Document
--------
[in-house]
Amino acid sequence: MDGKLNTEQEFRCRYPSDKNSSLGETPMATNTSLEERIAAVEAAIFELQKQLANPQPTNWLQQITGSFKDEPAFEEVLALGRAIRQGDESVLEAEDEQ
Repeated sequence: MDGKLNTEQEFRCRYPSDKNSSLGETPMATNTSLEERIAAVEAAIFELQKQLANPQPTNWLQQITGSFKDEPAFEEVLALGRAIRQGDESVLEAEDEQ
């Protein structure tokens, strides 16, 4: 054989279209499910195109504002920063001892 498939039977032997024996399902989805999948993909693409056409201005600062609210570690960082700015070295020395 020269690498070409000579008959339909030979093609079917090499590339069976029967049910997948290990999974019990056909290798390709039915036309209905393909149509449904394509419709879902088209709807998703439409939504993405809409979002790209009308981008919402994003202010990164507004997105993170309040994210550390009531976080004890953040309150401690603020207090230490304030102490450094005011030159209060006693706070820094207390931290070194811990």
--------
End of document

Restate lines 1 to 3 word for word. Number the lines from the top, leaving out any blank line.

[in-house]
Amino acid sequence: MDGKLNTEQEFRCRYPSDKNSSLGETPMATNTSLEERIAAVEAAIFELQKQLANPQPTNWLQQITGSFKDEPAFEEVLALGRAIRQGDESVLEAEDEQ
Repeated sequence: MDGKLNTEQEFRCRYPSDKNSSLGETPMATNTSLEERIAAVEAAIFELQKQLANPQPTNWLQQITGSFKDEPAFEEVLALGRAIRQGDESVLEAEDEQ